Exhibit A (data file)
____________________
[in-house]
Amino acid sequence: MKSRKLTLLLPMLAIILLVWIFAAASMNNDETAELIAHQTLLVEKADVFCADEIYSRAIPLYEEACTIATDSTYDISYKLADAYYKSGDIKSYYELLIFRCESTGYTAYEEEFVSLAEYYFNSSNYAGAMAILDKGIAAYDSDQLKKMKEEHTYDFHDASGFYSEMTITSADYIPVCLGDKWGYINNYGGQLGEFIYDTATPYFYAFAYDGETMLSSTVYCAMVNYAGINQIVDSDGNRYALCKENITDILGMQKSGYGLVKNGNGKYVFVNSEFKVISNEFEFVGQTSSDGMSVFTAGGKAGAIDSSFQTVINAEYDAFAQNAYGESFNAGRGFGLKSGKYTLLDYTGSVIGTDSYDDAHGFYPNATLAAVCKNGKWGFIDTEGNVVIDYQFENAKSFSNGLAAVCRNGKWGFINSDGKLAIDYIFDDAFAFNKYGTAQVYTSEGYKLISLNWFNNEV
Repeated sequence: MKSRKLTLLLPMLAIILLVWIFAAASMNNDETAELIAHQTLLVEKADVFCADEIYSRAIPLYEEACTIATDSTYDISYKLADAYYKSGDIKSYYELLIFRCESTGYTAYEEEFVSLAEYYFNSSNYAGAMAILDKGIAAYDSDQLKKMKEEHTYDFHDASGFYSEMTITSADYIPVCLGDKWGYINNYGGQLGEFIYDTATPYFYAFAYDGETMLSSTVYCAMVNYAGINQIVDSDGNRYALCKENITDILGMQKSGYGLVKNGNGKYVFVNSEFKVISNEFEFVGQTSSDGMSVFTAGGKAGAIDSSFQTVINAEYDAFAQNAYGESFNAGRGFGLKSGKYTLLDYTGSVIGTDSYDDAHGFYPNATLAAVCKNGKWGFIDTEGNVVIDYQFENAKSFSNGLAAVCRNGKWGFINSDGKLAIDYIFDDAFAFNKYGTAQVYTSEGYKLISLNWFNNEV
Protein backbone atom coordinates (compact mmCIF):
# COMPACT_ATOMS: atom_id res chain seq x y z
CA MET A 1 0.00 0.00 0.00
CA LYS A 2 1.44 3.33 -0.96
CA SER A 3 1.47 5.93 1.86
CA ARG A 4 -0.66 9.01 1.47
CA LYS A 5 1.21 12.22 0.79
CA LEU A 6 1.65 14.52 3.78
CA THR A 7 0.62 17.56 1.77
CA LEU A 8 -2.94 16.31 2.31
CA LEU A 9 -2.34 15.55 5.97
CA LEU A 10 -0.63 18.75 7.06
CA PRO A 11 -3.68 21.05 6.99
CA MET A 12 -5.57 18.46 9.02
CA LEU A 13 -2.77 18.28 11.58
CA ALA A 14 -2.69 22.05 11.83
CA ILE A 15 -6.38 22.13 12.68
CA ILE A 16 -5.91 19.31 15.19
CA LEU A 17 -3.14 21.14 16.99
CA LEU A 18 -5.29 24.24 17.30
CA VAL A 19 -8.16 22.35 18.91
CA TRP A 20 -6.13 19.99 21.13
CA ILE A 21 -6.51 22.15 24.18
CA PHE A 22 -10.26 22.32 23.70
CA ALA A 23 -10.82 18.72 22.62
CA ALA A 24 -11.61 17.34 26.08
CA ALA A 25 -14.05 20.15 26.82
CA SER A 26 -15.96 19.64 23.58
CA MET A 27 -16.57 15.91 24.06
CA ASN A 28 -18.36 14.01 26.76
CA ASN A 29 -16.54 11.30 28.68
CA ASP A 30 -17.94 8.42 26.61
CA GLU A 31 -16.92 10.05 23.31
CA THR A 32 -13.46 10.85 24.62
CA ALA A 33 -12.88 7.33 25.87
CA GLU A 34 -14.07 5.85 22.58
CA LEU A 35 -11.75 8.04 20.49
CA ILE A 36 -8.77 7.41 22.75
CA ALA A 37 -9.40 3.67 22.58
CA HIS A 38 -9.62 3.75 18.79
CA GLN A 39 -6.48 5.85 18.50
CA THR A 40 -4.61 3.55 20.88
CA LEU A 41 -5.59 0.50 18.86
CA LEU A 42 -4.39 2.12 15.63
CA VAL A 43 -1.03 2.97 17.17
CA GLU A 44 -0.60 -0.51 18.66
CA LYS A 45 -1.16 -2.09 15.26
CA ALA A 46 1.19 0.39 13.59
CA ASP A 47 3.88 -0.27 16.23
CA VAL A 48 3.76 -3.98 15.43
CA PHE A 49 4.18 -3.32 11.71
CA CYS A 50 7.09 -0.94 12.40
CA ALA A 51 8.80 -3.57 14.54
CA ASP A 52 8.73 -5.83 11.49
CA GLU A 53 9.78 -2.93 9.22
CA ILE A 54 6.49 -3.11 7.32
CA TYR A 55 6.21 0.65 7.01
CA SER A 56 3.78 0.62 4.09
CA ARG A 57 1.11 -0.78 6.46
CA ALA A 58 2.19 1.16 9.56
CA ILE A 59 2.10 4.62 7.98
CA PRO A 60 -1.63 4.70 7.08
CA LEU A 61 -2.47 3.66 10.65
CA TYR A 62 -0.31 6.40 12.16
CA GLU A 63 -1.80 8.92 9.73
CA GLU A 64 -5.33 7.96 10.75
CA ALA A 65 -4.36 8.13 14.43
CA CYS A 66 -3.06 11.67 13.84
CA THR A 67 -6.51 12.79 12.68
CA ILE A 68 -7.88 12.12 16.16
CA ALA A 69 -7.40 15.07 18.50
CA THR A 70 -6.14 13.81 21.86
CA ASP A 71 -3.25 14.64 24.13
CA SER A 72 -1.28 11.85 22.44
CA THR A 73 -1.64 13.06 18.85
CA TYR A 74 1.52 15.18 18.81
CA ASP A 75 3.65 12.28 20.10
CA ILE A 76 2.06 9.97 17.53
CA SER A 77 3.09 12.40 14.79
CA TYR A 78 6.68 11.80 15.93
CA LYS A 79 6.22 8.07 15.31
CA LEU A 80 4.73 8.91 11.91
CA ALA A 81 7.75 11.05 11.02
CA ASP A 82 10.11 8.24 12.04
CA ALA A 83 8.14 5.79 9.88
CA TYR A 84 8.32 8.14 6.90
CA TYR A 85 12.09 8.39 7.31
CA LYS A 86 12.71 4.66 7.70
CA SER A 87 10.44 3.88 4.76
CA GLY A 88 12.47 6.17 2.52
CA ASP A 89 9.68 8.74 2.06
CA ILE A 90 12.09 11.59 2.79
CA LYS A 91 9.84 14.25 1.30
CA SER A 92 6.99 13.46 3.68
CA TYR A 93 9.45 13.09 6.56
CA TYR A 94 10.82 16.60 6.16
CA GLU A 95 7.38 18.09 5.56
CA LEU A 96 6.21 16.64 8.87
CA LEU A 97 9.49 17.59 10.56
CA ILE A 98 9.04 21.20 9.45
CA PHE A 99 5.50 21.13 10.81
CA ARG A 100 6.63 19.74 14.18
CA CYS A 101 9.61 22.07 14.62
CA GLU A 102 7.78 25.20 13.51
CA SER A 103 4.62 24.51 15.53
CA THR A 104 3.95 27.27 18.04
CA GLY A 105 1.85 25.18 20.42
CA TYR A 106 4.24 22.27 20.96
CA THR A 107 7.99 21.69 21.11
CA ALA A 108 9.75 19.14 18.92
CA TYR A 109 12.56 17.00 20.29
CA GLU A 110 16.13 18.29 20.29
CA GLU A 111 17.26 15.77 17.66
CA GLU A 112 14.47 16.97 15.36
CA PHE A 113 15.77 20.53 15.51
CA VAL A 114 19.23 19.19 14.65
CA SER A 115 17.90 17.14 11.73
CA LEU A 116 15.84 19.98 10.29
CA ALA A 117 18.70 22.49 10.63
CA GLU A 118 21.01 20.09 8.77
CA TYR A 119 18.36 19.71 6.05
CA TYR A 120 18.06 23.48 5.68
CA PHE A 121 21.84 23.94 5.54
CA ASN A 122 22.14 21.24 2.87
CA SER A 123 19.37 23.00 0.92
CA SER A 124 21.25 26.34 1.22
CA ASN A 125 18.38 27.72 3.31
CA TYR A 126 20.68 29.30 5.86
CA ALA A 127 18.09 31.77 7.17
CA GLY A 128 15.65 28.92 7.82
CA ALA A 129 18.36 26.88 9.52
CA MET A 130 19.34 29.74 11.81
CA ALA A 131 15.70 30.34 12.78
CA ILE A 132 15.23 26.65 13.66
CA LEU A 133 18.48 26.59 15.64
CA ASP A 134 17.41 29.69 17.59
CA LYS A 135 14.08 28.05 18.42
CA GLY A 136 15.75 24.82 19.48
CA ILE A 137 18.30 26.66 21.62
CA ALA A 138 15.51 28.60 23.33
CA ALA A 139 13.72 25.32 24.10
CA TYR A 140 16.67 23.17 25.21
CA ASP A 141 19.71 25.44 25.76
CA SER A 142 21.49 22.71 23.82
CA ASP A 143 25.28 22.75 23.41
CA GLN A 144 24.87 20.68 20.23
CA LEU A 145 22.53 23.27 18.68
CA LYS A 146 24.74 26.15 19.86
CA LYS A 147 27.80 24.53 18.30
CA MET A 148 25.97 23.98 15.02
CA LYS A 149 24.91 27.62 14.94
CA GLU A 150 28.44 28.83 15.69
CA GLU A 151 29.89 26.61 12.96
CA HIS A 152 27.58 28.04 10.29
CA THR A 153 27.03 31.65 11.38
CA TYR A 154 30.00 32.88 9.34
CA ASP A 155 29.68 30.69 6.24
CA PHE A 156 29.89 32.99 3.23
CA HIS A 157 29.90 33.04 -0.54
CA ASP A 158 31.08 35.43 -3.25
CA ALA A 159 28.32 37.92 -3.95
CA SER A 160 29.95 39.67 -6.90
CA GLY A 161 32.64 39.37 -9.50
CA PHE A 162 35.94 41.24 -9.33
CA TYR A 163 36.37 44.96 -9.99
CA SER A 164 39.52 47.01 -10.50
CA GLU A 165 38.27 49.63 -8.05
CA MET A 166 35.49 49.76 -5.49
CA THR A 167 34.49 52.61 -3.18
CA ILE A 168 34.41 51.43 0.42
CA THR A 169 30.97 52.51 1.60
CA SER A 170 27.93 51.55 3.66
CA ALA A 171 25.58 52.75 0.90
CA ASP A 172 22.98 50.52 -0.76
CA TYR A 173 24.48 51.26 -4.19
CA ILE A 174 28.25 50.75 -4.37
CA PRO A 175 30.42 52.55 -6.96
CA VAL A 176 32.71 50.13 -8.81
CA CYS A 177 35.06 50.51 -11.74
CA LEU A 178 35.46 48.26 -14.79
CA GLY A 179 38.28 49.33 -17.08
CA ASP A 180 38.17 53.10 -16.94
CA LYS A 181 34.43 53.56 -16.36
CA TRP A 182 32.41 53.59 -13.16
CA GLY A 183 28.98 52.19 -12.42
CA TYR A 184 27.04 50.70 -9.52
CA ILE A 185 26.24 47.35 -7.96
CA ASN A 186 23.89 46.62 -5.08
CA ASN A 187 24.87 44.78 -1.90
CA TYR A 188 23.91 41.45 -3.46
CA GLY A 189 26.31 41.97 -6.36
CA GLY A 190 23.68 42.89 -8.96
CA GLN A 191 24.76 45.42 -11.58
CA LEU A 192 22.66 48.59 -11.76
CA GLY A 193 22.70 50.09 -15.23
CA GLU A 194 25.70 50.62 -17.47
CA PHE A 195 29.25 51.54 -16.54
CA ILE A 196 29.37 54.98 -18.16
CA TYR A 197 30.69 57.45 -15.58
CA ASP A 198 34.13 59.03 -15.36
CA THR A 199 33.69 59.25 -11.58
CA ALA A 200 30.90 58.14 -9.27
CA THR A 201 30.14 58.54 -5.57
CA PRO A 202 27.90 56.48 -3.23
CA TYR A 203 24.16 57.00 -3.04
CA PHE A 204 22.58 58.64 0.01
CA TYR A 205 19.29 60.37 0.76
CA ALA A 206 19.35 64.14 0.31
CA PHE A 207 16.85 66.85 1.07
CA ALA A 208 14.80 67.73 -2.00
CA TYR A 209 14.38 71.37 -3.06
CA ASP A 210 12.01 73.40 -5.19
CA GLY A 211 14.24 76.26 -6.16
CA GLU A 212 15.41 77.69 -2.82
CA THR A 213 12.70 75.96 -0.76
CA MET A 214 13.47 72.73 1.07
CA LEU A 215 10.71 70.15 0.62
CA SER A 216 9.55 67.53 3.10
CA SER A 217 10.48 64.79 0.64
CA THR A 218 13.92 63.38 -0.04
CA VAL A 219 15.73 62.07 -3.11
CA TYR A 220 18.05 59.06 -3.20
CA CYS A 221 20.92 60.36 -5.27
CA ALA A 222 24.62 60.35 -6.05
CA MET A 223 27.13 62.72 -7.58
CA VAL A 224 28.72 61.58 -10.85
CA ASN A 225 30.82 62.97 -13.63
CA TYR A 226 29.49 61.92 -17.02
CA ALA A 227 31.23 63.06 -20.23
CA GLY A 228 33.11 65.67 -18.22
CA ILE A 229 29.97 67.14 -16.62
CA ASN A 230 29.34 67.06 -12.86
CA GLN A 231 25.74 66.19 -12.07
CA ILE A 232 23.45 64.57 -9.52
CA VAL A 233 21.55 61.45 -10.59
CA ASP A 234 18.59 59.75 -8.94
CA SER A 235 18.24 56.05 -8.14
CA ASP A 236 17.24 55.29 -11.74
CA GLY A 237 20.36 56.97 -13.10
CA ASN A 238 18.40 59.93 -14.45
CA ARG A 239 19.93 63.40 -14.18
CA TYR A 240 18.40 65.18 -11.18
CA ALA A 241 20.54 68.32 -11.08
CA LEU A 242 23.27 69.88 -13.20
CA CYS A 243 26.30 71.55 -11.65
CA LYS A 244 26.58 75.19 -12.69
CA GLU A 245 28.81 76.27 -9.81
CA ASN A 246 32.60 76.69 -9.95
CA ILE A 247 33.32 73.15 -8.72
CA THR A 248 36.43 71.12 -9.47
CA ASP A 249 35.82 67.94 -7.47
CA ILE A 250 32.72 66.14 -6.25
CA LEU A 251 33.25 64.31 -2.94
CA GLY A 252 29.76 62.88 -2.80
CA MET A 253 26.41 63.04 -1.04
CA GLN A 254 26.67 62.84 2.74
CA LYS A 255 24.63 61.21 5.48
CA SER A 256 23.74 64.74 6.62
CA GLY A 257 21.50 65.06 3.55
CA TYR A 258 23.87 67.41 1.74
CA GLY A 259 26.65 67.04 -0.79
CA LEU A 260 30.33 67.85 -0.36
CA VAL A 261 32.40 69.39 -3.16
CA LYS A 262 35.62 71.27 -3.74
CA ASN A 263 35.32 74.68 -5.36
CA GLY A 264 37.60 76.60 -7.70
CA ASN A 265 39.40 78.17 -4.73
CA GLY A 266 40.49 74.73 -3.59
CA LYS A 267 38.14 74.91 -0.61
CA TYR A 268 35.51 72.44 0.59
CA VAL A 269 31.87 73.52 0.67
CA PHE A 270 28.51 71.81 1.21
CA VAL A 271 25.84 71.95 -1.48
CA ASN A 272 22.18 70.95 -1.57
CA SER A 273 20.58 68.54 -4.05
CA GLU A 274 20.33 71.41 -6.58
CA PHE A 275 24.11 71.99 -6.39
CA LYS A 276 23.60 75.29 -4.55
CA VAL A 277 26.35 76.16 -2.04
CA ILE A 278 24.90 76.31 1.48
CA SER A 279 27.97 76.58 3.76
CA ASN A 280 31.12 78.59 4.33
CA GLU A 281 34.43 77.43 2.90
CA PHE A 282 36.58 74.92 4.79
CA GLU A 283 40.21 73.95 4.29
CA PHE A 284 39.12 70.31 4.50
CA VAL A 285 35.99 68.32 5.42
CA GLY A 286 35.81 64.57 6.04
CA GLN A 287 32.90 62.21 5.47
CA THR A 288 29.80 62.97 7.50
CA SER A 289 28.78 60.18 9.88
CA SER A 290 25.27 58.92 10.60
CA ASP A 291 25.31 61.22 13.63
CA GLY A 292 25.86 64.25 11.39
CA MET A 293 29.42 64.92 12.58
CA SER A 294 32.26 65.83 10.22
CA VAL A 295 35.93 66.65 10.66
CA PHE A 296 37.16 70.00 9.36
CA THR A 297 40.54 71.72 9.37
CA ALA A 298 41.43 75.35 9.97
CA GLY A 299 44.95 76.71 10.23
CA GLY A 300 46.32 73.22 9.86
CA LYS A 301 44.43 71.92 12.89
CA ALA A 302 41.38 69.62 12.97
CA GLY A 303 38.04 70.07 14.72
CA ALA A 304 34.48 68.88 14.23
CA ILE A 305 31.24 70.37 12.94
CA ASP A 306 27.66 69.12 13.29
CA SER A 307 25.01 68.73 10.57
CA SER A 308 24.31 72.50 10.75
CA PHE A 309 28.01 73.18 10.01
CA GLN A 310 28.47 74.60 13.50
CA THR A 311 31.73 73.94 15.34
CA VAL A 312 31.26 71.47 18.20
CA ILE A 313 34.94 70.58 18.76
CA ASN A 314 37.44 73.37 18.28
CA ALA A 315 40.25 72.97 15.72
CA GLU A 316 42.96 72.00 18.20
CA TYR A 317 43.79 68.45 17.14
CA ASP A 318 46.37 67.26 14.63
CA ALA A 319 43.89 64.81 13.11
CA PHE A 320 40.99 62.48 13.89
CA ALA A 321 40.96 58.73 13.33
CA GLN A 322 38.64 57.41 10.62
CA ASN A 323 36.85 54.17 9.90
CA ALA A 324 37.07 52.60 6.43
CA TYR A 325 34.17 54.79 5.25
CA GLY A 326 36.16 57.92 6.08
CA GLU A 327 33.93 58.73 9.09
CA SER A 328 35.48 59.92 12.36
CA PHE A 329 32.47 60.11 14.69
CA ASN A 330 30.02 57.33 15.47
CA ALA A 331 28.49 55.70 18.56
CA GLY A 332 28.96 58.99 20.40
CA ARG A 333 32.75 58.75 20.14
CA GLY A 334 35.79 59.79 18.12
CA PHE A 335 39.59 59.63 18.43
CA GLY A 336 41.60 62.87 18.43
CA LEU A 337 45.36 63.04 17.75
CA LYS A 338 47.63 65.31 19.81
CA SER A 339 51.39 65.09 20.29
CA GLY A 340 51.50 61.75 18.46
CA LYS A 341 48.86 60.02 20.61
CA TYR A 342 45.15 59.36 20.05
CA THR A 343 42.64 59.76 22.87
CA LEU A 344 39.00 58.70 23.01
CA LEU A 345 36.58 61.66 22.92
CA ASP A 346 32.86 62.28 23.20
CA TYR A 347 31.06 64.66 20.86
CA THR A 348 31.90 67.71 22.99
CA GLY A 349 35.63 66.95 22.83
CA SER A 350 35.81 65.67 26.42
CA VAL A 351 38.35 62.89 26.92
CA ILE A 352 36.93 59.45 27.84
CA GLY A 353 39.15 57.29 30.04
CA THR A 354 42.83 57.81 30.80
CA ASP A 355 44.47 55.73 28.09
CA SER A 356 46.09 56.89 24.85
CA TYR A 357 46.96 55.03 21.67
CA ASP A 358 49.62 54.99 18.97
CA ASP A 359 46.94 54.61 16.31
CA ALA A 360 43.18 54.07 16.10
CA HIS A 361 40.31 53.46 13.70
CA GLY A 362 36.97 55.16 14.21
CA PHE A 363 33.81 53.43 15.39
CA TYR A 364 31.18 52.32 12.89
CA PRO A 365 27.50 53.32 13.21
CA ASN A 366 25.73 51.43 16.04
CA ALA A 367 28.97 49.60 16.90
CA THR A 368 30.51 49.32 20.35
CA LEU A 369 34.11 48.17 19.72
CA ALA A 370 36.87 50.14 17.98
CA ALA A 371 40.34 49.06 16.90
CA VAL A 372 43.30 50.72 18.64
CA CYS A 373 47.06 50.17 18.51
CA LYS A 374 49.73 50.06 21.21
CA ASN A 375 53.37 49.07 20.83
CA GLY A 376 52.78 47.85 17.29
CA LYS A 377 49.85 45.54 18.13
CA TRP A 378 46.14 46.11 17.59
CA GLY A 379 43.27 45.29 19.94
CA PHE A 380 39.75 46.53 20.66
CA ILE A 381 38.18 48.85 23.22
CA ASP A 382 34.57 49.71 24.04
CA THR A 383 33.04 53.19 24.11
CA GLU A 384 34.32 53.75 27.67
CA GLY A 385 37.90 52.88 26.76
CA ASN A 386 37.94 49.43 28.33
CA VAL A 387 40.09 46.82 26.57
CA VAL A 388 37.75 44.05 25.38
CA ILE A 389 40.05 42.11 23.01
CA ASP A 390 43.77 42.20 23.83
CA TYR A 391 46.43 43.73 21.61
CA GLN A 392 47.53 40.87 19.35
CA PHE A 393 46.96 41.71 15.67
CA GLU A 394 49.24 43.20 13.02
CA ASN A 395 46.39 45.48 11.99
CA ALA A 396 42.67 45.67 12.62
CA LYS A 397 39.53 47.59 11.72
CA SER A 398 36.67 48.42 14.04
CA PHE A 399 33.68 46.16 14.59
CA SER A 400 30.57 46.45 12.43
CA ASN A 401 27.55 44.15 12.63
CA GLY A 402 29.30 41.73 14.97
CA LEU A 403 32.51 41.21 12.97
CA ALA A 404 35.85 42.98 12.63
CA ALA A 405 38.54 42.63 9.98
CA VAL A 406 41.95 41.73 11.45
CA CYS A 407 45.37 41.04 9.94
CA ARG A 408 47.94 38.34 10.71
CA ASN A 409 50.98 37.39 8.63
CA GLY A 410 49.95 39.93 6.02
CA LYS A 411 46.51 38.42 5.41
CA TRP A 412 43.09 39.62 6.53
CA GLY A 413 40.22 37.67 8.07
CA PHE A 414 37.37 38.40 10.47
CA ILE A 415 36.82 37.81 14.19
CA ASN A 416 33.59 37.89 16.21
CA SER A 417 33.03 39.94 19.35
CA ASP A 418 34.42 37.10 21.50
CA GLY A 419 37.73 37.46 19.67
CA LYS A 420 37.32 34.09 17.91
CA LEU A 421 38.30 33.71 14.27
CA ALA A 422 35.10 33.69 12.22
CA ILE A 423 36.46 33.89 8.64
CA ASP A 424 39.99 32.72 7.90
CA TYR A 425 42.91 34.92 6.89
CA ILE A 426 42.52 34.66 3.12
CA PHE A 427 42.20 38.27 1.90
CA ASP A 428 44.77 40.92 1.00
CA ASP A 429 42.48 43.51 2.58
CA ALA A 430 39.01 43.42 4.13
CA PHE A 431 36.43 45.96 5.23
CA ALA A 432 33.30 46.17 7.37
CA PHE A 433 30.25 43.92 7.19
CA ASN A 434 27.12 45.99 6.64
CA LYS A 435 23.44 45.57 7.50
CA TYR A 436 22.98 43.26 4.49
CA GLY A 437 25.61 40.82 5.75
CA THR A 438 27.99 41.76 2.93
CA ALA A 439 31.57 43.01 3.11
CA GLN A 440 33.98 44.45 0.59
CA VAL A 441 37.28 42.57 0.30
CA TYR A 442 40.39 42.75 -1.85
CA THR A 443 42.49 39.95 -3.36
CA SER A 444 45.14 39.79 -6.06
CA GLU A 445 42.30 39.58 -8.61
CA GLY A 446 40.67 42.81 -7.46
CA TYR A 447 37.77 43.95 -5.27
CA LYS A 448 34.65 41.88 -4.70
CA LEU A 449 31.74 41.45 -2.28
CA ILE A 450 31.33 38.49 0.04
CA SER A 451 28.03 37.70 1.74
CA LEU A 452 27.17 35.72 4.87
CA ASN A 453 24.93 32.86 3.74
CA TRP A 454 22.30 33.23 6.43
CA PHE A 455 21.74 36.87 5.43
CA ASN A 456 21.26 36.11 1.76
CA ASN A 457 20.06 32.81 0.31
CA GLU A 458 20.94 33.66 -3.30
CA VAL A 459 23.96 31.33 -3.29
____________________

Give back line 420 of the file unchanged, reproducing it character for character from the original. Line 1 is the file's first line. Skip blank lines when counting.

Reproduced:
CA ILE A 415 36.82 37.81 14.19